Capital Fringe Review: ‘Barter (Or, Stealing Other People’s Credit Cards)’ by Jessica Vaughan

The first thing to know about Barter is that it has very little to do with bartering. In 75 fascinating, touching, and amusing minutes, the characters spent roughly 5 minutes bartering. Nor does the futuristic setting (10 years from now in New York) really matter to the heart of the story. In this future, everything is the same…just a little bit more and a little bit worse.

The actual plot defies description. Imagine if a famous heiress actually inherited her billions, joined the cast of Friends, and managed to temporarily crash the economy. It’s all very funny and also beside the point. At its heart, this is the story of a girl who unexpectedly loses her mom and the baffling, uncomfortable chaos, grieving, and going on when it happens – whether it’s today, 10 years from now, billionaire or not. Of course, her limitless little, black credit card doesn’t help matters. Lisa Jill Anderson as the heiress, Breanna Foister as her militantly liberal best friend, and Brian Edelman and Zak Kamin as two hapless guys who get drawn into their world and inadvertently set up the fall of the U.S. economy, are all just great. Contrary to the advertising, this is a careful character study and they hit every note.

The playwright, Emily Daly, clearly loves language and the dialogue sings with clever rants about Big Water, shoes, and an old suit. One truly inspired scene comes when two of the poorer characters first meet. Cherry (Breanna Foister), who does not pull in enough as a 5th grade teacher to make rent, must work distributing flyers for a spa on a street corner next to bar-owner Charles (Brian Edelman), who doesn’t do decimals. Sparks quickly fly — both in fury and attraction.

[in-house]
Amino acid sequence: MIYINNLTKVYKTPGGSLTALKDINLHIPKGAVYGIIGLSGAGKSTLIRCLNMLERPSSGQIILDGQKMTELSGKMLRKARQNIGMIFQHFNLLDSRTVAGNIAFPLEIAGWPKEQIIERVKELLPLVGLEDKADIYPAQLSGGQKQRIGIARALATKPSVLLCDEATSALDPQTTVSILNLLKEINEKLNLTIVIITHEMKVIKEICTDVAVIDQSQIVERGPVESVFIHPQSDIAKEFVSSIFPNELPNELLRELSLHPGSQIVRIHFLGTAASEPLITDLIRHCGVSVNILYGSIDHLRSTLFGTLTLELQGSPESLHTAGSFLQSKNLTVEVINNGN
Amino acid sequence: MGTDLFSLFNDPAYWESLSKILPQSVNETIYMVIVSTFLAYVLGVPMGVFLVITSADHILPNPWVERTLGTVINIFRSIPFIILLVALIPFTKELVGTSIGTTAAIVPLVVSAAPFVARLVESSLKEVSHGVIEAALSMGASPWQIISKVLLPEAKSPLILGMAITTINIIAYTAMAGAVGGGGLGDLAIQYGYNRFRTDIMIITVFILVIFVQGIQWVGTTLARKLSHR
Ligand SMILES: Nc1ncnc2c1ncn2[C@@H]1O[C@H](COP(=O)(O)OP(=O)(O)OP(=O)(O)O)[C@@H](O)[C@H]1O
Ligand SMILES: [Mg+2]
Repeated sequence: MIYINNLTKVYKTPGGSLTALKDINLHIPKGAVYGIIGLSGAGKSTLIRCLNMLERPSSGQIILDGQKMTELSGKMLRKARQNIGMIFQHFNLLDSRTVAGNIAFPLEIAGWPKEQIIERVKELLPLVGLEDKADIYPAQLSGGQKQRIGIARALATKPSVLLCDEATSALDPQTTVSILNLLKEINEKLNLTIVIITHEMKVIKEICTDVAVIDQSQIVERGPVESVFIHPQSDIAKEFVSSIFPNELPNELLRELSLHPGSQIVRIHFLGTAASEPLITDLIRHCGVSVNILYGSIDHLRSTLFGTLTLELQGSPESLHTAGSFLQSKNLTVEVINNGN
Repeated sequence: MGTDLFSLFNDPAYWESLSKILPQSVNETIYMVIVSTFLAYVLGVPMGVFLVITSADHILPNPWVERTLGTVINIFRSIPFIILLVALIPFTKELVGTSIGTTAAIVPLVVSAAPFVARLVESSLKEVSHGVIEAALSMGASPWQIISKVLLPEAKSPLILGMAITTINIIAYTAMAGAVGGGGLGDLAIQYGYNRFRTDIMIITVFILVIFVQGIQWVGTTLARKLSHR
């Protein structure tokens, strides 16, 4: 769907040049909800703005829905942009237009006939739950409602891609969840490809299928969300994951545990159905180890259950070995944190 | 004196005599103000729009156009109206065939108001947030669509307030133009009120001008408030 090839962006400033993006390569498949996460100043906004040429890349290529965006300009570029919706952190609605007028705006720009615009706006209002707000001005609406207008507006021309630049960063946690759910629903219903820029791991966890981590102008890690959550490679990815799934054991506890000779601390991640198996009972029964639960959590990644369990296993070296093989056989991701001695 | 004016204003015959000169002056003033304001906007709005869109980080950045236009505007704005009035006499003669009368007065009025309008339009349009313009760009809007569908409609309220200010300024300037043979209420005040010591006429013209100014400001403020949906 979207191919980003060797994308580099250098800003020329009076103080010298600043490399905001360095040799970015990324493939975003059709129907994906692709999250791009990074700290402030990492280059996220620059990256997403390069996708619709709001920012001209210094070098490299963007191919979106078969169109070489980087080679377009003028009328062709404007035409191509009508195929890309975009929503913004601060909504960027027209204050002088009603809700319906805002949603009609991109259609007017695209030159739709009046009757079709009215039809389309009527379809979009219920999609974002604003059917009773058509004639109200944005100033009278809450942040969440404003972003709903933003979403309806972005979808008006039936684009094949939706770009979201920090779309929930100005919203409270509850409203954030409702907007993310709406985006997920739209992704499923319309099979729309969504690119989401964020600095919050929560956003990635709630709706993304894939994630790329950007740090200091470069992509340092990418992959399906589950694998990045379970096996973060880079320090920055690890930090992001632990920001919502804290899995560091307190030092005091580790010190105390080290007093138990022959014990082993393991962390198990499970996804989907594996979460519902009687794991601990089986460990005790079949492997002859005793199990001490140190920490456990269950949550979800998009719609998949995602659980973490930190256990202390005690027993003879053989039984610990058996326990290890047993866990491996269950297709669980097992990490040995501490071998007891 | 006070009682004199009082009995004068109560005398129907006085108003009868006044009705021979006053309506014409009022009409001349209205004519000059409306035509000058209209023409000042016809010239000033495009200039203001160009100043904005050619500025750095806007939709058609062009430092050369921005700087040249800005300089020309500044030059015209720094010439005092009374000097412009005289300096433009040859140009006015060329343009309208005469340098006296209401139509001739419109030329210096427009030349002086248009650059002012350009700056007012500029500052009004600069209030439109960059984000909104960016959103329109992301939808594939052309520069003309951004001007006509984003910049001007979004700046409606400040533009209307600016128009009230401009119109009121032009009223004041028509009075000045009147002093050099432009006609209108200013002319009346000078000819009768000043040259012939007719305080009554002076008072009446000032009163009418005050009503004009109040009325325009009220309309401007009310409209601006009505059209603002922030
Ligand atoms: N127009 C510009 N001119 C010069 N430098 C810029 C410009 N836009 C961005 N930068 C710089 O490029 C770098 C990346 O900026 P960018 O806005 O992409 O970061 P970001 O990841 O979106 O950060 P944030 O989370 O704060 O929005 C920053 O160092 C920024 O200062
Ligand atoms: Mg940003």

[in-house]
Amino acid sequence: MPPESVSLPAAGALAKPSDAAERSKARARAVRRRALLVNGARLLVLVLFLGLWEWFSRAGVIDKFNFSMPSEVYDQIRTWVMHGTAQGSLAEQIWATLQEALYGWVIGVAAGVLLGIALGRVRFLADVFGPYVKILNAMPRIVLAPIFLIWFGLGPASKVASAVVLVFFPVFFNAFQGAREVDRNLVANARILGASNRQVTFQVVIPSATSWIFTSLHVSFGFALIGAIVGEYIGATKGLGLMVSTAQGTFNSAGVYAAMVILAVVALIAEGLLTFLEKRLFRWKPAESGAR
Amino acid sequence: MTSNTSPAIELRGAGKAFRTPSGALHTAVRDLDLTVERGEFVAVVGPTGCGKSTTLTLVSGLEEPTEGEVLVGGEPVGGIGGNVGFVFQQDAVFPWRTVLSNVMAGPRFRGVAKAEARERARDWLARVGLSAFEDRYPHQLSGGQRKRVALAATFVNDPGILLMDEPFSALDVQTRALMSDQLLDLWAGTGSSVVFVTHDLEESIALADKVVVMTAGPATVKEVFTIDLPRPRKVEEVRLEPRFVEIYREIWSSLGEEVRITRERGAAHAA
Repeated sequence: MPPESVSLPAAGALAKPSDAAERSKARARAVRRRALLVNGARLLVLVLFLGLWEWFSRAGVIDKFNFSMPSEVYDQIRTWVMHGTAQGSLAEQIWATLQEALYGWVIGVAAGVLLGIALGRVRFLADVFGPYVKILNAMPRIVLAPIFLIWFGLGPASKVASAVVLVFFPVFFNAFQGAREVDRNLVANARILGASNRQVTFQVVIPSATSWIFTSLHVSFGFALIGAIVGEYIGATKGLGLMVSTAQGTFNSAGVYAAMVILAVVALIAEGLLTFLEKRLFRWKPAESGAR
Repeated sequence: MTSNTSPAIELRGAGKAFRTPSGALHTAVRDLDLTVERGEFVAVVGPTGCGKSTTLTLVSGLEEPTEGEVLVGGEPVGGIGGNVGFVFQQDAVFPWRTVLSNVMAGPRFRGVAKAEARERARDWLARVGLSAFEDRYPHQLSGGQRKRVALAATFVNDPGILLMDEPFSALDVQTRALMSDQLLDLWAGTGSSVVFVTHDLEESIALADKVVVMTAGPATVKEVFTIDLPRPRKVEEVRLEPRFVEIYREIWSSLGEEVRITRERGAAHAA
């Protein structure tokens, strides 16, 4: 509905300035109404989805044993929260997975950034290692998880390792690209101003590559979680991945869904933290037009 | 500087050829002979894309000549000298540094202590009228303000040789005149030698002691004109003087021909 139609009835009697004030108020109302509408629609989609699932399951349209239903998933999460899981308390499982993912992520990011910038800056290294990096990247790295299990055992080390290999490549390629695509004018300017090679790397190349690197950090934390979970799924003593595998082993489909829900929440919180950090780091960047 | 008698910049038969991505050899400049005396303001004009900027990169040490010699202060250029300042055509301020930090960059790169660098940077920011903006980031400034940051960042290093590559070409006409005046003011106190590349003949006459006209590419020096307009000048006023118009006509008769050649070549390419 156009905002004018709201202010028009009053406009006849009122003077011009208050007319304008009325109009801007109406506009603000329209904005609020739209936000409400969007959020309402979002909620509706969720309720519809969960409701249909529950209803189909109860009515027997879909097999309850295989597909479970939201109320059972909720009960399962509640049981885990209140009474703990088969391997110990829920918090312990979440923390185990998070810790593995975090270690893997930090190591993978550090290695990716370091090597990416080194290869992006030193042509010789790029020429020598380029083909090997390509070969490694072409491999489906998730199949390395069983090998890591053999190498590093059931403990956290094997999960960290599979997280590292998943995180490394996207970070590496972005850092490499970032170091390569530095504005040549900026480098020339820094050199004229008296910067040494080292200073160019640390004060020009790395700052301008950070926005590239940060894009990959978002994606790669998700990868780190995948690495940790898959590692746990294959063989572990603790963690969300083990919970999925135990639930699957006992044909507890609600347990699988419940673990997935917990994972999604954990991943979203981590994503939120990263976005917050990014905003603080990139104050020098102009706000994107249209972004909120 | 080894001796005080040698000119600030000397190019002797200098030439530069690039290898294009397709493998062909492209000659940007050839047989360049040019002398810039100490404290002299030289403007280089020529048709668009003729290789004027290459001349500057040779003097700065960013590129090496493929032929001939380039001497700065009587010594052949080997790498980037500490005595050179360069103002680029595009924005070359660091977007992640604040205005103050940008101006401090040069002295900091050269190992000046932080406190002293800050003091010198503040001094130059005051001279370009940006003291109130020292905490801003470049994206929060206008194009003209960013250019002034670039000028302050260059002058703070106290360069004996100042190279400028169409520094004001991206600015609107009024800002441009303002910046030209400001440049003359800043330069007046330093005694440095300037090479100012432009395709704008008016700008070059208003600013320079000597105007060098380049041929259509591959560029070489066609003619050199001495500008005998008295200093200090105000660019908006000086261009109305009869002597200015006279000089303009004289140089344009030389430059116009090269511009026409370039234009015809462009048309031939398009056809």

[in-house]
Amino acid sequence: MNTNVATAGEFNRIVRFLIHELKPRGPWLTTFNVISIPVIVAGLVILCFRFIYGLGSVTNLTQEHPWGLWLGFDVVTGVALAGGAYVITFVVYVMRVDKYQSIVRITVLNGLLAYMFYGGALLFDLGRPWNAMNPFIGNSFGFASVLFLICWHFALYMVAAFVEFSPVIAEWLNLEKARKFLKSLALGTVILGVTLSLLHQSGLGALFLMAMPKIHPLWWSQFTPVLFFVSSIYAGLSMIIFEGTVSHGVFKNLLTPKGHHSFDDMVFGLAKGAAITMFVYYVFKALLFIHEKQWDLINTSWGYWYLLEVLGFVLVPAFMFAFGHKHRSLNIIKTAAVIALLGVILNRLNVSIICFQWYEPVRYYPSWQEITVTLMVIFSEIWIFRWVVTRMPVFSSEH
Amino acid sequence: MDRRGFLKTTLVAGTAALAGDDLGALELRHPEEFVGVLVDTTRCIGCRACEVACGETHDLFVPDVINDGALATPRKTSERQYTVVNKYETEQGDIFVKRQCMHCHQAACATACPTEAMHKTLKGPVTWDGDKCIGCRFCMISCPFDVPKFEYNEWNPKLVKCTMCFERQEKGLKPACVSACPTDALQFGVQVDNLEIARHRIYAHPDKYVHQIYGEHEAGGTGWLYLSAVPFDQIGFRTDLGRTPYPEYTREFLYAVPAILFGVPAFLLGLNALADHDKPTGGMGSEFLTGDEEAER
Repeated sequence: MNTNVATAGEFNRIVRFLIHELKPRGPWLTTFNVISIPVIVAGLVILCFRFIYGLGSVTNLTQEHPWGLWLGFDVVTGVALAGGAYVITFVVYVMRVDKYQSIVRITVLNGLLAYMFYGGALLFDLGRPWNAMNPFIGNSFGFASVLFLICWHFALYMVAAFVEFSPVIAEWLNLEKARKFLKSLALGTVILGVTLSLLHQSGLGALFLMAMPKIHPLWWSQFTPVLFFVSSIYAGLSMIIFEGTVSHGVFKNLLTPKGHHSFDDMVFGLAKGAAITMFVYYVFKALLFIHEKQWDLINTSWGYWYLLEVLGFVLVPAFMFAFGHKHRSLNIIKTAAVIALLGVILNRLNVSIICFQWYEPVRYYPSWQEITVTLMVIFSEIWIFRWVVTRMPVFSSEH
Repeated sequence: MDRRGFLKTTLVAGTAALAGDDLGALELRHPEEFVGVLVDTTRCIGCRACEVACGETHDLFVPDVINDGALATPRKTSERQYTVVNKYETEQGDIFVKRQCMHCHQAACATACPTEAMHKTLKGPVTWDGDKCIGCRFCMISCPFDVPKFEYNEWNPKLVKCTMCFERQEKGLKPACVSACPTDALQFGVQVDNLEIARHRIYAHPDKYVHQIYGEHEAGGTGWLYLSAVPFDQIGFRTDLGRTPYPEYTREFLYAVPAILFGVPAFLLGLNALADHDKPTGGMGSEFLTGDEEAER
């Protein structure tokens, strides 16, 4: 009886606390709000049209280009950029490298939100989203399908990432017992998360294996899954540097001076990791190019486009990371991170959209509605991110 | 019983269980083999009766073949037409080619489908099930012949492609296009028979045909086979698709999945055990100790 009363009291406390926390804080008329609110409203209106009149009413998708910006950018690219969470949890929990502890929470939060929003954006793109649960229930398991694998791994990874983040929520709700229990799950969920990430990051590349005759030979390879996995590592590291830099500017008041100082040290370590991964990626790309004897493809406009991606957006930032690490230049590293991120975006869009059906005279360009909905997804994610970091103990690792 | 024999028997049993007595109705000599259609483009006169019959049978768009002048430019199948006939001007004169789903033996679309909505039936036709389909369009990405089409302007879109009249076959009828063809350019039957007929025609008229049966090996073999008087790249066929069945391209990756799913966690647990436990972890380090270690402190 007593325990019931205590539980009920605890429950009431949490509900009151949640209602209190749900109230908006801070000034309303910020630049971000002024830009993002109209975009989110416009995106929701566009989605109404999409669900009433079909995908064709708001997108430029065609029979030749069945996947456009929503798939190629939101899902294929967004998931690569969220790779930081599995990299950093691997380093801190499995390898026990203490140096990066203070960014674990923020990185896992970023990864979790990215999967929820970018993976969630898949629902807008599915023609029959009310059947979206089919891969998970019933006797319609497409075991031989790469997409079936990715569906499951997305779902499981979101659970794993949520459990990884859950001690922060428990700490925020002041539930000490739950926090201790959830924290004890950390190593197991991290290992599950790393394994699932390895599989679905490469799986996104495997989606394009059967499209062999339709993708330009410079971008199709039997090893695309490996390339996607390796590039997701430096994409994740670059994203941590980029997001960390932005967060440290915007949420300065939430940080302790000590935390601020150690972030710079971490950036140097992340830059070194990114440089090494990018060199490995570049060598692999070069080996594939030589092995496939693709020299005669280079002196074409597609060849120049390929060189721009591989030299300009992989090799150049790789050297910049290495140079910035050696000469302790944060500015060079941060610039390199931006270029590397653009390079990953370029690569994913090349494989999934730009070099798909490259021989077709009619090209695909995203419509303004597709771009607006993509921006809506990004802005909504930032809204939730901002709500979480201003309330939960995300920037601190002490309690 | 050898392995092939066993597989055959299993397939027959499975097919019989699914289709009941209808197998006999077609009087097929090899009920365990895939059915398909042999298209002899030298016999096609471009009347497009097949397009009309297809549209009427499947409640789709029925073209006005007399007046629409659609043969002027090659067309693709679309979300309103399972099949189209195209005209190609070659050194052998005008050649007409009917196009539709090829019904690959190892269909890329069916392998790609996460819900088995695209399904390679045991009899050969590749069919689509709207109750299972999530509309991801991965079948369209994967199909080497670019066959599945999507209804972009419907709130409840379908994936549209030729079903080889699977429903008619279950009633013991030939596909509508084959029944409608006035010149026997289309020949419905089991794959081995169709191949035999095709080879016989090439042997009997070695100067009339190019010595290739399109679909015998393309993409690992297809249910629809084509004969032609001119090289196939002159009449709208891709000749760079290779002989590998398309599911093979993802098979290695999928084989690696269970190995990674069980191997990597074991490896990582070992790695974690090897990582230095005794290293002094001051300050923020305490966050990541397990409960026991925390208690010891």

The funeral is also a brilliant moment of grief and wit. Director Jonathan Libman manages to balance all of this and create the freneticism of a riot with three chairs and a couple of folding tables. Only at Fringe could you see this genre-defying sitcom/sci fi/liberal protest/satire/drama. Did it succeed? The audience was silent for a full 30 seconds at the end and my jaw was on the floor. But leaving aside the possible end of money, at it’s heart, one woman must confront her and her mother’s life in brilliant words.

The answer is YES! This is quite a piece, but I guarantee it will not be whatever you’re expecting.


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